Sometimes, the simplest chords make the most beautiful music. You’d be surprised how many songs revolve around the chords of G, C and D. Some artists have made a living by perfecting that progression. Ask the Eagles. Or Neil Young. Or Bob Dylan.
Guitar-wise, the G-chord, the C-chord, and the D-chord are the fundamental building blocks. Add an E and an A to the repertoire… eventually figure out the F… and you can sit in on any campfire jam session.
Of course, from there you’ll want to branch into the minors and sevenths (and that’s where the true beauty of jazz music lives). But A7 and Em, for example, aren’t hard to play; the trick is figuring out when to play them. And it takes extra effort to create music that’s not only powerful—be that through profound lyrics, or soulful delivery—but also rooted in the simple basics. Yet it happens all the time.
The exact same theory applies to fly fishing.
The “G” chord is the grip. As with golf, more good—and bad—things start and end with how you hold a fly rod in the first place. It doesn’t matter how long you’ve fly fished, how good you are (or think you are), how many hero casts you’ve made, and how many fish you’ve caught. If you find yourself a little “off”… if you find your line kicking a bit left or right, or if you sense the leader isn’t turning over fully at the end of a crisp casting stroke, look at your hand on the grip of the fly rod. Nine times out of ten, the solution to your problem is literally within arm’s reach, and it has to do with how you are holding the rod.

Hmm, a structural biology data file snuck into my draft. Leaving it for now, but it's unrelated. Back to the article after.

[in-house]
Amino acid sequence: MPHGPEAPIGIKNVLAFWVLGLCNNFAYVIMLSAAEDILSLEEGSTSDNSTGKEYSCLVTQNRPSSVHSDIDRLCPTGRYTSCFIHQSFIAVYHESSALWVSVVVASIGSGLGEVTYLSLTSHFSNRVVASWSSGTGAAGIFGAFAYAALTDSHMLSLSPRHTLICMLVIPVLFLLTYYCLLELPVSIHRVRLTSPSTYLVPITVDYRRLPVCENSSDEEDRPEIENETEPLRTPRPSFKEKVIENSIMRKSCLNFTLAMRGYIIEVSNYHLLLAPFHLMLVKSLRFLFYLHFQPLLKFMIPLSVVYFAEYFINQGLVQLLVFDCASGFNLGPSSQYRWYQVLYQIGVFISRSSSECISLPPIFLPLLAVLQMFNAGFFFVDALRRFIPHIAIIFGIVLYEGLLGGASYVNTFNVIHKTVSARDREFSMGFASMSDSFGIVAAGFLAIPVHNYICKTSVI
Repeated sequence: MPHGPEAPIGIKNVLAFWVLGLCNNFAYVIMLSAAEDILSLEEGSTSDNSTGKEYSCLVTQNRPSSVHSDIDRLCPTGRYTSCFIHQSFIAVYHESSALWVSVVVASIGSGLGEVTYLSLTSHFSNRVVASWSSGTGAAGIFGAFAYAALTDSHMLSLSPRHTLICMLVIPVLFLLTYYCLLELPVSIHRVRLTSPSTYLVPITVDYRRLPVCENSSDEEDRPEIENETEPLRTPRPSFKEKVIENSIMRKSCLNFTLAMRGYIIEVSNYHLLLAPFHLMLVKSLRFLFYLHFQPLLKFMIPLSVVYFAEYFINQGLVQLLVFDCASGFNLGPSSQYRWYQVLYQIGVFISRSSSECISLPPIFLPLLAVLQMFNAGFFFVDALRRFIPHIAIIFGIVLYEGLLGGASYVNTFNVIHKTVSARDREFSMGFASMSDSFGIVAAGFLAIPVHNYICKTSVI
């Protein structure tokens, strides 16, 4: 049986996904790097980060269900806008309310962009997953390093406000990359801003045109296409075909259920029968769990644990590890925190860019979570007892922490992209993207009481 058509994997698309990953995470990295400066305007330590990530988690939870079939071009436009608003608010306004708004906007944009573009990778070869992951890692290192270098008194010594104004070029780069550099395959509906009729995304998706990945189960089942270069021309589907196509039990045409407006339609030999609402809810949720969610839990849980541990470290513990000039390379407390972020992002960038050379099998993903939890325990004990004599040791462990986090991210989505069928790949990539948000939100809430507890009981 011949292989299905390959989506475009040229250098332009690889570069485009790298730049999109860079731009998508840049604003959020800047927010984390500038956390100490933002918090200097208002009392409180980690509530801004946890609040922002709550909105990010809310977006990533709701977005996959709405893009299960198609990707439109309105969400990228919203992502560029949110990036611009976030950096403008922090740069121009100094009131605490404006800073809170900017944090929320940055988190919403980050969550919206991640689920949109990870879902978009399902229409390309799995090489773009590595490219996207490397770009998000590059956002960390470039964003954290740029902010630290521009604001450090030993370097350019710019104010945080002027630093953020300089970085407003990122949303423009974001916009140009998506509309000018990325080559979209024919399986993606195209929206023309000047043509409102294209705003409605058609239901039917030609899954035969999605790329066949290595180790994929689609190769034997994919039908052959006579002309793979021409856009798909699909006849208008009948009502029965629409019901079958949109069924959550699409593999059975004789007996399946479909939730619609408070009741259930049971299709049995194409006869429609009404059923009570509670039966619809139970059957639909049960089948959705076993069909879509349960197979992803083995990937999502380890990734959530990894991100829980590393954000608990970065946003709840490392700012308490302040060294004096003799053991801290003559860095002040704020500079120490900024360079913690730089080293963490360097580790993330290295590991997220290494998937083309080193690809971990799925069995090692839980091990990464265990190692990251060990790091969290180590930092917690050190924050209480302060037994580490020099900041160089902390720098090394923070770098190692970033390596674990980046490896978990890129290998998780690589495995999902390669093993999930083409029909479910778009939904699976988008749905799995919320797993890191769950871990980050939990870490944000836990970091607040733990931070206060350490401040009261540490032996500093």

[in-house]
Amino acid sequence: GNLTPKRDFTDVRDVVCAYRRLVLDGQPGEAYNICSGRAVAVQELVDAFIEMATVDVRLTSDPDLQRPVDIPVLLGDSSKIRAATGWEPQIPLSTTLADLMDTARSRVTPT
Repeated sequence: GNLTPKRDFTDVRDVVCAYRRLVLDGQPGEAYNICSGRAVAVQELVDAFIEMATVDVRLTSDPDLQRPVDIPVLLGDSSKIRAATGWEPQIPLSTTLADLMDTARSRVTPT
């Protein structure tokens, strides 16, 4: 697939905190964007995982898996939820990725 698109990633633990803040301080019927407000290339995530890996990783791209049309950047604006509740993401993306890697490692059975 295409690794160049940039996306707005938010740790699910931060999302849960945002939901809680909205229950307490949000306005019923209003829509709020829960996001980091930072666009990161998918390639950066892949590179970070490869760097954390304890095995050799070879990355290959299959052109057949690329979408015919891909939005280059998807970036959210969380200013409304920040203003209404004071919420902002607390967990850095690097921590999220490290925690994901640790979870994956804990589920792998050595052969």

The “C” chord is the cast itself. Accelerate and stop. Load the rod. Transfer the weight of the line. A great cast doesn’t have to be 80-feet long. It has to be straight and accurate. On the money. Dial in the consistently meaningful 40-footer, and you will be successful in any fly fishing situation, at least on any trout river.
The “D” chord is the drift. What happens after your fly hits that water is as important, if not more important, than anything that happens to make the fly land in the target zone in the first place. Know how to make a dead-drift. Know how to make a fake bug look exactly like the real ones in the water.
The thing is, like a musical chord progression, they all go together, in sequence. And one chord, and one element of fly fishing, is not enough to make “music” happen by itself.
I tell my would-be guitar-player friends to master G, C and D, and then noodle around, adding other chords and accents as they go.
I also tell my would-be fly-fishing guide friends that all their worries and concerns can be handled by understanding G, C and D. Sure, you can, and should, branch off and excel in other aspects by understanding the nuances beyond the basics.
But you can play professionally with three simple chords.